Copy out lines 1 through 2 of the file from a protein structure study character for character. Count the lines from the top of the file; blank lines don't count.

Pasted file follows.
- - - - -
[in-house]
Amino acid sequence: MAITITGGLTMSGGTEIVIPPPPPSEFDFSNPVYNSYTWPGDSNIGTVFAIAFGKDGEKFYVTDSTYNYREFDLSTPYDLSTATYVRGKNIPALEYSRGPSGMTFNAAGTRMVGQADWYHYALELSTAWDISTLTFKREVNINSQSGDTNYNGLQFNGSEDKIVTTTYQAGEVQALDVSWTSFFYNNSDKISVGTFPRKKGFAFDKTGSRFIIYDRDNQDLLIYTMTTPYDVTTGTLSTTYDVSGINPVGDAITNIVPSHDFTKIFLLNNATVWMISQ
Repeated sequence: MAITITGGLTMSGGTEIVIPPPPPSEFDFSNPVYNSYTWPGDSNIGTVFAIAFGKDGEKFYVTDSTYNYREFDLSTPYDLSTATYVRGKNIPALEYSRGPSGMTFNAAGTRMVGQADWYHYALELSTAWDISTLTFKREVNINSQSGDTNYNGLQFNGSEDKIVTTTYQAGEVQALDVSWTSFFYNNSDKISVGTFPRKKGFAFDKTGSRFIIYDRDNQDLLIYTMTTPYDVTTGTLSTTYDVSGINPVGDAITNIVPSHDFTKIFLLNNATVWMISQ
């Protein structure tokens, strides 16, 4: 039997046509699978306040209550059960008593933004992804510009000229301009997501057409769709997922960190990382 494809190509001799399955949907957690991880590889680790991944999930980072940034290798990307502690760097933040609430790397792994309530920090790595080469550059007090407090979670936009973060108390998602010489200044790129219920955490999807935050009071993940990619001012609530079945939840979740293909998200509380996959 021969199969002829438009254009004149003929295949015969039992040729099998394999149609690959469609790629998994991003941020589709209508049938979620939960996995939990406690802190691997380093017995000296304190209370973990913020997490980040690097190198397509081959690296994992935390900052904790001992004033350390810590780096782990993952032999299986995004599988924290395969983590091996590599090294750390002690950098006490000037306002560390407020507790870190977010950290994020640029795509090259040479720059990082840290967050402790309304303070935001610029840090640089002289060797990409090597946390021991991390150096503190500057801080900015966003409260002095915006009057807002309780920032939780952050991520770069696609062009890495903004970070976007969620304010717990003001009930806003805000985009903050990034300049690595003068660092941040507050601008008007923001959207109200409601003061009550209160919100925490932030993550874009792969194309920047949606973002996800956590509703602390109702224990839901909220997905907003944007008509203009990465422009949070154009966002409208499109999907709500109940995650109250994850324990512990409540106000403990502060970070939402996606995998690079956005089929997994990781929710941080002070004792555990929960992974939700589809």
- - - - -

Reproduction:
[in-house]
Amino acid sequence: MAITITGGLTMSGGTEIVIPPPPPSEFDFSNPVYNSYTWPGDSNIGTVFAIAFGKDGEKFYVTDSTYNYREFDLSTPYDLSTATYVRGKNIPALEYSRGPSGMTFNAAGTRMVGQADWYHYALELSTAWDISTLTFKREVNINSQSGDTNYNGLQFNGSEDKIVTTTYQAGEVQALDVSWTSFFYNNSDKISVGTFPRKKGFAFDKTGSRFIIYDRDNQDLLIYTMTTPYDVTTGTLSTTYDVSGINPVGDAITNIVPSHDFTKIFLLNNATVWMISQ